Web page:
Electric Vehicles In Germany Emit More Carbon Dioxide Than Diesel Vehicles

Discussion in 'CO2, Bag Breathing' started by HumanLife, Jul 5, 2019.

  1. HumanLife

    HumanLife Member

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    Electric Vehicles in Germany Emit More Carbon Dioxide Than Diesel Vehicles

    A study by the IFO think tank in Munich found that electric vehicles in Germany emit 11 percent to 28 percent more carbon dioxide than their diesel counterparts. The study considered the production of batteries as well as the German electricity mix in making this determination. Germany spent thousands of euros on electric car subsidies per vehicle to put a million electric vehicles on the road, but those subsidies have done nothing to reach the country’s greenhouse gas emission targets. This is just the latest example of government programs expecting one outcome and getting quite another, instead. To some it is ironic; to others it is funny. At IER, we believe it to be sad, as it is a waste of time and money that could be better put to use solving real problems.

    The researchers compared the carbon dioxide output for a Tesla Model 3 (electric) and a Mercedes C220d sedan (diesel). The Mercedes releases about 141 grams of carbon dioxide per kilometer driven, including the carbon emitted to drill, refine, and transport its fuel. The Tesla releases between 156 and 181 grams, including battery production. Mining and processing the lithium, cobalt, and manganese used for batteries consume a lot of energy. A Tesla Model 3 battery, for example, represents between 11 and 15 metric tons of carbon dioxide. Given a battery lifetime of 10 years and an annual travel distance of 15,000 kilometers, 73 to 98 grams of carbon dioxide are emitted per kilometer.

    Germany’s growing reliance on coal for electricity generation was also considered in the study. The country relies on coal when the wind is not blowing and the sun is not shining. As a result, charging a Tesla in Bavaria releases about 83 grams of carbon dioxide per kilometer driven.

    The European Union also provides benefits for manufacturers of electric vehicles, by allowing them to claim zero emissions under its strict emissions limits. Not all European countries may emit more carbon dioxide from electric vehicles than from diesel or gasoline vehicles, however. In France, for example, electric vehicles may emit less carbon dioxide than diesel vehicles because France gets the majority of its electricity from nuclear power. But in many other European countries, that is certainly not the case.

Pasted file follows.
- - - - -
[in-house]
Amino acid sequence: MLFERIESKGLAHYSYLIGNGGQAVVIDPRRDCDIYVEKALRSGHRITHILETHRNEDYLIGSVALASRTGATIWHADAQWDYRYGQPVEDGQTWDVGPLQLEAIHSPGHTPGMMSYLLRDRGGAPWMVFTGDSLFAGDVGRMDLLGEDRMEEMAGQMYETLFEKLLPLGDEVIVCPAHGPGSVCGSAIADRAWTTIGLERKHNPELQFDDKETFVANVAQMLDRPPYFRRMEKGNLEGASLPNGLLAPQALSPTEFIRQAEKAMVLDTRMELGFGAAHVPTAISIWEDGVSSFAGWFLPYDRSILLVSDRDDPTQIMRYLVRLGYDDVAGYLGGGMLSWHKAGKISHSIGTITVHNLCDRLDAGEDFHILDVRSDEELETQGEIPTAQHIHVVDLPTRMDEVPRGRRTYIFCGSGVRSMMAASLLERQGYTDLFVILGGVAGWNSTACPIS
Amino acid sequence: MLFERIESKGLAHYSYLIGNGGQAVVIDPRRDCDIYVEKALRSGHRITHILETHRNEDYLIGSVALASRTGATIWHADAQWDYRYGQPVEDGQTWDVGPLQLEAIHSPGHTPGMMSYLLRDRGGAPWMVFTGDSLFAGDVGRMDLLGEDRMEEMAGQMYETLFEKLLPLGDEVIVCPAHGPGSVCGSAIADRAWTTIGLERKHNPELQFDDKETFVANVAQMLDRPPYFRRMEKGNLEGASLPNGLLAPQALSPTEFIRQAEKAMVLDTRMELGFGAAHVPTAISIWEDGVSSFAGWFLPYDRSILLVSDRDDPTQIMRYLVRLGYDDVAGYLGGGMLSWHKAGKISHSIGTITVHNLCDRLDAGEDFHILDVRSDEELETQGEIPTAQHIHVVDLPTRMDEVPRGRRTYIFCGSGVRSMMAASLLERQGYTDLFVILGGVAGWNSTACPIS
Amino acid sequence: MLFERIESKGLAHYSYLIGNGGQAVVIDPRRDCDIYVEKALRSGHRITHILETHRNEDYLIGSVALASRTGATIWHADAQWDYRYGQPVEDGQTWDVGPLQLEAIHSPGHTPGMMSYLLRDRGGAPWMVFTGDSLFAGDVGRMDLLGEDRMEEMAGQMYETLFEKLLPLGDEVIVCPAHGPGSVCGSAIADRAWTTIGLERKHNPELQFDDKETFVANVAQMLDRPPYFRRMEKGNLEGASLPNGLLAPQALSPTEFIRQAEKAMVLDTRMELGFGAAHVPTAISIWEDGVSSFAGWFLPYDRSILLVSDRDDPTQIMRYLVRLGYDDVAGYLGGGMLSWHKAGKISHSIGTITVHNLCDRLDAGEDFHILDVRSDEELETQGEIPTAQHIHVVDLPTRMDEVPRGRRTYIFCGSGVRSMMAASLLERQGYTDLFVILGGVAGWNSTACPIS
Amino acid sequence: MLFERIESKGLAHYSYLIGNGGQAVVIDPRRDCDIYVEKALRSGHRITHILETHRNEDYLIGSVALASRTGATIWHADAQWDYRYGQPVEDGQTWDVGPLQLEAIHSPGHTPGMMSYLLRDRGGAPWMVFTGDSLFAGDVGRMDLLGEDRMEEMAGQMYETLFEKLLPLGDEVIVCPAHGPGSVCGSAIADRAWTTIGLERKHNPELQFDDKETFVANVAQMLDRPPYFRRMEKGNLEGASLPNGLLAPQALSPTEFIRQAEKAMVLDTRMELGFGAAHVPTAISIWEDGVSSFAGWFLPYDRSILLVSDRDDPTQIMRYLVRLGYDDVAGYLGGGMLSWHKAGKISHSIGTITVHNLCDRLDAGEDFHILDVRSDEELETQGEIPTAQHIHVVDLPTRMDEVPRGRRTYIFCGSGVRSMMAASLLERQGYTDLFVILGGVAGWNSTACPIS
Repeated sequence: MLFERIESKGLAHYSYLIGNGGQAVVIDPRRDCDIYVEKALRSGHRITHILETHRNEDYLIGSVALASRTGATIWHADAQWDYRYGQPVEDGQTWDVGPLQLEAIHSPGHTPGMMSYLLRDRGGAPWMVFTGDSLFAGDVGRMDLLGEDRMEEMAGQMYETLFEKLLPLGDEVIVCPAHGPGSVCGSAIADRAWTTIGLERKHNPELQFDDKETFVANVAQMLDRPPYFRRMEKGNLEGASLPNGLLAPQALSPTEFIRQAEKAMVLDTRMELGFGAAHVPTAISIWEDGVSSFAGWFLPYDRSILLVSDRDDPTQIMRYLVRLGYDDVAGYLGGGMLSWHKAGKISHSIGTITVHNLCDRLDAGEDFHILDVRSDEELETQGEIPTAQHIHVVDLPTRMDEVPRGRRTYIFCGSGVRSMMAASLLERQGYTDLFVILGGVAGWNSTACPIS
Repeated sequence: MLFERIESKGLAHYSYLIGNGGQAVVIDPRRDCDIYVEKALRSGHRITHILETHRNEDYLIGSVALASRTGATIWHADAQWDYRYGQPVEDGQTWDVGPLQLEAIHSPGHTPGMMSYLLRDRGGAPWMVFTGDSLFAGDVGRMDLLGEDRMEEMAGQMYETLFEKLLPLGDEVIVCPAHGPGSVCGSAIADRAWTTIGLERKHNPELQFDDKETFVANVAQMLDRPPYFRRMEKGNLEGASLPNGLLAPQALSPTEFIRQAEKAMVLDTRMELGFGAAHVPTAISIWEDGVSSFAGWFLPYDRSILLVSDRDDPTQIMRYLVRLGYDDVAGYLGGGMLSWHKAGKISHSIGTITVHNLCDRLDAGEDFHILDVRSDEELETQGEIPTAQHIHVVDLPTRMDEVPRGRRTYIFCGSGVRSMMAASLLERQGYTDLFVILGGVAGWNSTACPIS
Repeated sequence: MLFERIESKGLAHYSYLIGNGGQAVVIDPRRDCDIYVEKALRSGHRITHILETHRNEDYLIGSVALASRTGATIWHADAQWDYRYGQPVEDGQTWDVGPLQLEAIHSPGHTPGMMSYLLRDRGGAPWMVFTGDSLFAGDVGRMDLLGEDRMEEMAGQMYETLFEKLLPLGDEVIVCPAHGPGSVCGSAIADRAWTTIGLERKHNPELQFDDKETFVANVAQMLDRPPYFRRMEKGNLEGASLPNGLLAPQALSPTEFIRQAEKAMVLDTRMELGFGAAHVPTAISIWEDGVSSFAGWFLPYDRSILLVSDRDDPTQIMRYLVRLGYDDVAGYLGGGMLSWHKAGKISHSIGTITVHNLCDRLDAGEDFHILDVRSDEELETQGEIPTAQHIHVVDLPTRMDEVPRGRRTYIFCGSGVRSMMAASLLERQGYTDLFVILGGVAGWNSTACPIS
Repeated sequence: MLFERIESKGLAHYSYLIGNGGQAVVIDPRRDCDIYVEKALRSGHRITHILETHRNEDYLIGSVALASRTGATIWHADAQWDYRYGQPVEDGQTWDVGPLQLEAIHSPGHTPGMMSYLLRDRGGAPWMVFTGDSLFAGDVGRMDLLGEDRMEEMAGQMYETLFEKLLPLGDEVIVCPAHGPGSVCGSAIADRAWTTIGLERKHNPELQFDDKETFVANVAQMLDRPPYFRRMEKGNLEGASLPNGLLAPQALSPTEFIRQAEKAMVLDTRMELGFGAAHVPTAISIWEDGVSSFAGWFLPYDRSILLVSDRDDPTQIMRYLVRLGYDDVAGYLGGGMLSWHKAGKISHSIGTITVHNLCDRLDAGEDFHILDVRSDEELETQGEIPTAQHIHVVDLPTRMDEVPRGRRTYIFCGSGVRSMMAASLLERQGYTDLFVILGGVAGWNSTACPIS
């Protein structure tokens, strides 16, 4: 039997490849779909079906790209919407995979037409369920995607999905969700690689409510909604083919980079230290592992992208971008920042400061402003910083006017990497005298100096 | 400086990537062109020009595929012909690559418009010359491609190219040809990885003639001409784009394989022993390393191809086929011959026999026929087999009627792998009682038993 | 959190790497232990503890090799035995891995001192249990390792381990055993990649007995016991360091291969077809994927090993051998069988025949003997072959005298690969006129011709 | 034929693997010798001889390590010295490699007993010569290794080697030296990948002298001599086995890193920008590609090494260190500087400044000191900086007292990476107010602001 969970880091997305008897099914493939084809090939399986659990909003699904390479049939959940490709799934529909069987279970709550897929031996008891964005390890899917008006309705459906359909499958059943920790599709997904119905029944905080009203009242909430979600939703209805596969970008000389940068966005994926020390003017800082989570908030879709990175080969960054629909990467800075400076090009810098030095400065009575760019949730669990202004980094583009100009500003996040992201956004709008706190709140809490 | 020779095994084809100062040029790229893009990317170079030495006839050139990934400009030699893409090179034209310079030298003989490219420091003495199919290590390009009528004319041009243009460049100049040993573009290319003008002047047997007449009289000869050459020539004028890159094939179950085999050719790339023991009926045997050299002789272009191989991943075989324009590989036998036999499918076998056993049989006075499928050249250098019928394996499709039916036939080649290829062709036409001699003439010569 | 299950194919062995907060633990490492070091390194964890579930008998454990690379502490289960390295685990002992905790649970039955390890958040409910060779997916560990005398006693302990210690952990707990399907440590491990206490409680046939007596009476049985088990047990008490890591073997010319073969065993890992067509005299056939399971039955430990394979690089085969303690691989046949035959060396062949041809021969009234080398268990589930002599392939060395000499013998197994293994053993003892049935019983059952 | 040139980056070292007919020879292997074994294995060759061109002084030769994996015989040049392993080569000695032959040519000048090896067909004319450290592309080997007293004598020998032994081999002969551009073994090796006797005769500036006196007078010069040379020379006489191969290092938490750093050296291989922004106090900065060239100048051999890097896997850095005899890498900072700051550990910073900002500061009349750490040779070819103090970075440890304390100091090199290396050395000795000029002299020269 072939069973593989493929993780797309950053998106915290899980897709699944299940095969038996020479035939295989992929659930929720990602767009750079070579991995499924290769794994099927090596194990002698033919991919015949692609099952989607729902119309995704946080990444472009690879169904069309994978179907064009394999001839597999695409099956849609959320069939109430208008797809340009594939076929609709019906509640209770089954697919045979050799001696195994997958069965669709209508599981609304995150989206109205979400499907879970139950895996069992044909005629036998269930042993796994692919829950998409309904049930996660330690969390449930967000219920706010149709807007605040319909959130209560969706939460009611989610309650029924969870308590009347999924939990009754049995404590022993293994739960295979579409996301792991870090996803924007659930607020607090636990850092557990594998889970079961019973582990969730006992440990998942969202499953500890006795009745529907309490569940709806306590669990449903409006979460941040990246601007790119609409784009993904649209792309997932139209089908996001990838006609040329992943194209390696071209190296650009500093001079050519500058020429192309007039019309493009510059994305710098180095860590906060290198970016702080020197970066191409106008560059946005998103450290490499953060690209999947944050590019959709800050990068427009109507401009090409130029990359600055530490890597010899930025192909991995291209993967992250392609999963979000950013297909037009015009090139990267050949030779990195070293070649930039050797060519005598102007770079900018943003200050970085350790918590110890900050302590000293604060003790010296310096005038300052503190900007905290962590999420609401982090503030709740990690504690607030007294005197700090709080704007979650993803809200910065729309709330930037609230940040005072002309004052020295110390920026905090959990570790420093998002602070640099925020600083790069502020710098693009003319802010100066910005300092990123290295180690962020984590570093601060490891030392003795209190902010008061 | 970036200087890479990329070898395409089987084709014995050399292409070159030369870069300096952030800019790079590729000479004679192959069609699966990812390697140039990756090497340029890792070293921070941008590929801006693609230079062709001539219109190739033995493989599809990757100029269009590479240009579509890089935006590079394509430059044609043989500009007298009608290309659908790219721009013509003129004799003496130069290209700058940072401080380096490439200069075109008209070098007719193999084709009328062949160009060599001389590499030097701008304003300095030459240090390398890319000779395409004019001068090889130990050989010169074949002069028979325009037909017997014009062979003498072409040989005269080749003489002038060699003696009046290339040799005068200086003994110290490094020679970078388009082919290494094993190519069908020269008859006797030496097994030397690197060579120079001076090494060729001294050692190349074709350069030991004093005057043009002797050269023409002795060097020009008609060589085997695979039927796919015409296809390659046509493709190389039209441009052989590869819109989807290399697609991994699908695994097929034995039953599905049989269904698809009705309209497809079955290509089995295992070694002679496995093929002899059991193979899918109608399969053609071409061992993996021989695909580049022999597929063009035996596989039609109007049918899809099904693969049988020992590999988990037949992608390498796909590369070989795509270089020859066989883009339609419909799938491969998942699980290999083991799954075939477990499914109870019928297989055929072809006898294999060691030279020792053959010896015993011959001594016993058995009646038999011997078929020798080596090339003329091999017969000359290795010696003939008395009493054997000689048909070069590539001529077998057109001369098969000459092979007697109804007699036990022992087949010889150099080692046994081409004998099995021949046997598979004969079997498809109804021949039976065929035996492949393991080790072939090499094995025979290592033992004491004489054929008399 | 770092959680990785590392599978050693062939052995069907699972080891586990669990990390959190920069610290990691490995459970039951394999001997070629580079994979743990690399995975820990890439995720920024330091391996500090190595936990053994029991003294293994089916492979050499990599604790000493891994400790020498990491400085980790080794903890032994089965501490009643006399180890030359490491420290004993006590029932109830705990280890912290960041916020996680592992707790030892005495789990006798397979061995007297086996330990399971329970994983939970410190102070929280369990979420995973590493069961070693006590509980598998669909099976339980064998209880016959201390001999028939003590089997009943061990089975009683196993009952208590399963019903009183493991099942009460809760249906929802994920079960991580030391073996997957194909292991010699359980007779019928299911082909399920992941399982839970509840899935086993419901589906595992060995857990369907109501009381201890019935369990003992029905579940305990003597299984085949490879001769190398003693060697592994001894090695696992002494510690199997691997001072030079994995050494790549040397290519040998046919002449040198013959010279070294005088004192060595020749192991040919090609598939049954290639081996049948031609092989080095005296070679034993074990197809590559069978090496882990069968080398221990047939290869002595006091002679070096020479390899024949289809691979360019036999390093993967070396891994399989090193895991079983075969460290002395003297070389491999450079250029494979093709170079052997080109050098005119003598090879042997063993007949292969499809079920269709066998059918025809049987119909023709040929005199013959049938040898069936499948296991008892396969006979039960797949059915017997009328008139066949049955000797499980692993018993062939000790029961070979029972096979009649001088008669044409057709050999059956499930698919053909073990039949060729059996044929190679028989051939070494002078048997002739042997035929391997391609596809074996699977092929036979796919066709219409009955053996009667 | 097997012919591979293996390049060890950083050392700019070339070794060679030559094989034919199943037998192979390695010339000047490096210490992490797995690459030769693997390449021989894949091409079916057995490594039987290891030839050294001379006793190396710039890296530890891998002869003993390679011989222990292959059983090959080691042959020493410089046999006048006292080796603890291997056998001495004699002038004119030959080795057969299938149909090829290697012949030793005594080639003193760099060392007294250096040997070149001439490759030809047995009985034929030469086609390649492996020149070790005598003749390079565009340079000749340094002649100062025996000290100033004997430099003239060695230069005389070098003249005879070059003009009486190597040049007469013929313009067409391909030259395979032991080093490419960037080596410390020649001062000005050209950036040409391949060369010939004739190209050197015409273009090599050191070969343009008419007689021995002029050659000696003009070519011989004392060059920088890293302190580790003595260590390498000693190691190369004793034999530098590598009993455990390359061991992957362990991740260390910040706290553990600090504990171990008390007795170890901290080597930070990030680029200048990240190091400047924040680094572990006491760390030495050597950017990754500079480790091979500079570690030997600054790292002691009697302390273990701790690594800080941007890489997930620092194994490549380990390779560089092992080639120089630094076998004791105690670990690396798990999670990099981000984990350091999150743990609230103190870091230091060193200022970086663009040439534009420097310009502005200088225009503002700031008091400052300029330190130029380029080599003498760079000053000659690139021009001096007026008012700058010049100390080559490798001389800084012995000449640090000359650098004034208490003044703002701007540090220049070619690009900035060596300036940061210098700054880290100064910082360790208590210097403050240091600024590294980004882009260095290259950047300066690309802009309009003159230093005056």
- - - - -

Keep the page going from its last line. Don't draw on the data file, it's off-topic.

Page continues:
Other Alternatives

    According to the German researchers, the European Union target of 59 grams of carbon dioxide per kilometer by 2030 corresponds to a “technically unrealistic” consumption of 2.2 liters of diesel or 2.6 liters of gasoline per 100 kilometers. The researchers believe it would be preferable to look at other sources of power for automobiles—for example, methane engines, “whose emissions are one-third less than those of diesel motors.”

    Other Studies

    A study in 2017 by researchers at the University of Michigan found that the amount of carbon dioxide emitted by electric cars varied wildly by country. The study found that an electric car recharged by a coal-fired plant produces as much carbon dioxide as a gasoline-powered car that gets 29 miles per gallon, which is a slightly higher efficiency than the 25.2 miles per gallon that is the average of all the cars, SUVs, vans, and light trucks sold in the United States over the past year. If the electricity comes from a natural gas plant, recharging a plug-in electric vehicle is akin to driving a car that gets 58 miles per gallon.

    Using the U.S. electricity mix, which is generated mainly be fossil fuels (about 64 percent), the researchers at the University of Michigan found that the average plug-in vehicle produces as much carbon dioxide as a conventional car that gets 55.4 miles per gallon. In China, which has been pushing widespread adoption of electric vehicles, the cars emit as much carbon dioxide as a car that gets 40 miles per gallon, due in large part to their heavy dependence on coal.

    Note that the above findings are optimistic for electric vehicles because the researchers at the University of Michigan did not take into account the additional substantial carbon dioxide emissions in manufacturing batteries, as did the German study.

    A different study from the Union of Concerned Scientists found that, depending on the type of plug-in being built, manufacturing a battery-powered car generates 15 percent to 68 percent more carbon dioxide emissions than a conventional gasoline-powered car because of the energy intensity of manufacturing batteries.